Originally started project as a Kickstarter project, the project raised 412,998 which far surpassed the goal of $50,000. This isn’t entirely surprising given we’ve had an explosion of interest in consumer photography, combined with the fact there was a gap in the market for a product like this.
The project was successfully funded on August 26th, 2012, however the process of turning an idea into mass production proved difficult. Months turned into years of delays, but thankfully the products are now reaching backers some 24 months after payment.
This was the first Kickstarter project I backed and the last of 3 to arrive. The good news is, the results achievable with the Astro are stunning.
From the outside the device is small cylinder with 3 adjustable rings for simple setup. A camera-specific cable connects and transfers the instructions to the camera which fires the shutter on the required schedule.
With duration, rotation angle and frequency of photos configures, the program is initiated using one of two buttons. The right will result in a clockwise rotation, while the left button turns the Astro in a counter-clockwise direction.
- Measurements: 3.5 x 1.5” / 9 x 4 cm
- Weight: 0.68 lb / 312 g
- Load: The motor can hold up to 6.6 lb / 3 Kg of equipment
- Maximum Speed: 6° per second
- Power source: 2 AA batteries
While the Astro is designed for easy controls, the triple-dials are no match for a software package delivered from a mobile app. The simplicity in which you can flick to adjust each of the settings is fantastic, the only problem is the mobile app is currently restricted to iPhone only.
You’re probably wondering at this point if a phone-delivered instruction set means you’ll need your phone connected for the entire duration, the good news is it doesn’t. After an LED indicator light let’s you know the program has successfully been transferred, you can disconnect the phone and return to taking selfies with your Astro.
With a small team, it’s understandable that there’s only a single mobile OS supported at this stage, but given the number of people carrying Android these days, there needs to be an Android app soon.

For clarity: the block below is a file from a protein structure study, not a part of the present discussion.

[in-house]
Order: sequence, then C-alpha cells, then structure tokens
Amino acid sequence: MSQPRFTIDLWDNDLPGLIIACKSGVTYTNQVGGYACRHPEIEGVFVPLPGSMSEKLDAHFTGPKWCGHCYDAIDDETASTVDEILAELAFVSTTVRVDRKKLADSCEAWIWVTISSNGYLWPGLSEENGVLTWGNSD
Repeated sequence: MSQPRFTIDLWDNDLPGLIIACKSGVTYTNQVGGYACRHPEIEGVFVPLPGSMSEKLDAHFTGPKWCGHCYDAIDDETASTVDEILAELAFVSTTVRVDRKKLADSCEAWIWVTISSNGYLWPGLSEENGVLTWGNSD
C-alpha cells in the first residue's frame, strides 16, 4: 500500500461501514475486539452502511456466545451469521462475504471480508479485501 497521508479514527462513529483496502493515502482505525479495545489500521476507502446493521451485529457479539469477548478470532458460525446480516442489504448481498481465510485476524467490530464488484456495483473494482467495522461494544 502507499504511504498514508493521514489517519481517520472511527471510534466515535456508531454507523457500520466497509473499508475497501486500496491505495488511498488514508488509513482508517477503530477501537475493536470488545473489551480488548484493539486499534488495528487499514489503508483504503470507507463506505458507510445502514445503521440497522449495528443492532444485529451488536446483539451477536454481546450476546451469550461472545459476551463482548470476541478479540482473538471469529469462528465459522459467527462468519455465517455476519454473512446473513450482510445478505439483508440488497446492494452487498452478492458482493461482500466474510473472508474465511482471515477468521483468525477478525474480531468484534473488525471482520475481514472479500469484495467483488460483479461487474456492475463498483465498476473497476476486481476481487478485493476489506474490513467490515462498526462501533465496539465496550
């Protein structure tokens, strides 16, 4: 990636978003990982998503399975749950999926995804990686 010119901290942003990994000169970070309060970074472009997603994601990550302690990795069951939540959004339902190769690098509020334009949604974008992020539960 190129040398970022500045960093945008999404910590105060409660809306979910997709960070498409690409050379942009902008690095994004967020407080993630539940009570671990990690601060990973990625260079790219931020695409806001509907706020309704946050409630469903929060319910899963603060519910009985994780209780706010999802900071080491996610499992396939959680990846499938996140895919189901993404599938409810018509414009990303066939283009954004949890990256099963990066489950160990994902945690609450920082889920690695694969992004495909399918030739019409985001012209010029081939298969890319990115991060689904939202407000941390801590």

One of the best inclusions with the Astro is a booklet that provides guidance around the best configuration to achieve the best results across a range of scenarios. From shooting in the street, getting those car lights streaking through a scene or a starry night sky, this book is a great place to start.
I don’t always remember to throw it in my camera bag, so would love to see a mobile site or integration into the smart phone app these same suggested settings. Over the coming weeks and months, I plans on making a number of timelapses with Astro, but for now, check out a couple of samples I created.
This is the brutal truth, the delays of Astro were terrible. Many backers were outraged, particularly at the lack of updates, at times months rolling by with no news. When the updates did arrive they did explain the issues well and lots of photos demonstrated to backers the trips to China were paying off.
I’ve never made a hardware product and after following this project closely, I never want to. After getting on top of the hardware components, the production process demanded mass production to create thousands of these. While moving from hand crafted individual units, to a production run, the project stumbled as it faced distorting plastic of the battery cover. This was never seen during small scale testing and was eventually traced to the production changing the construction without notification.
The delays were annoying, but I always felt the project creator Oscar Ramirez was persistent in his endeavor to make this product a reality. Maybe the most disappointing moment was when my first Astro arrived and it didn’t work. We’re still working on understanding what’s wrong, but after notifying Oscar, he immediately sent me another, no questions asked. About 2 weeks later the next arrived and works fine. Not only was a new device sent, but also included was an angle bracket for creating vertical panoramas, an apology for the delay and broken unit.
There’s no word on how many units are DOA, but I’ve seen at least a couple of others reporting the same.
Price and availability
The Astro is now available to those supporters of the Kickstarter project. The early bird special was for $160-200 depending on the color (silver or black) and how early you got in. Having been through the hard development process, Astro are now turning to the public and the device is available for pre-order for US249 or a full retail price of $280.
It is strange the company that was formed around Astro is called Mindarin, not naming themselves after a single device leads the way for them to deliver a range of photography-focus products.
Creating panoramas used to rely on manually aligning the camera rotation to segments marked on the tripod, and crossing the fingers when it comes to photo-stitching in Photoshop. Creating time-lapses used to require a manual press of the shutter (or controller) with a stopwatch in the other hand. Thankfully Astro ends this madness and delivers a simple, precise way of achieving these photography techniques.
In any market the true sign of a successful disruption is the emergence of copy-cat products and Astro now has some competition in the space. Nothing else I’ve seen offers the simplicity and industrial design of Astro.
With the technical problems associated with creating amazing panoramas or time-lapse videos solved, the only question is how you’ll entertain yourself for the duration of the shoot. Maybe we need another Kickstarter that weatherproofs and secures your camera equipment so you can leave it for hours unattended.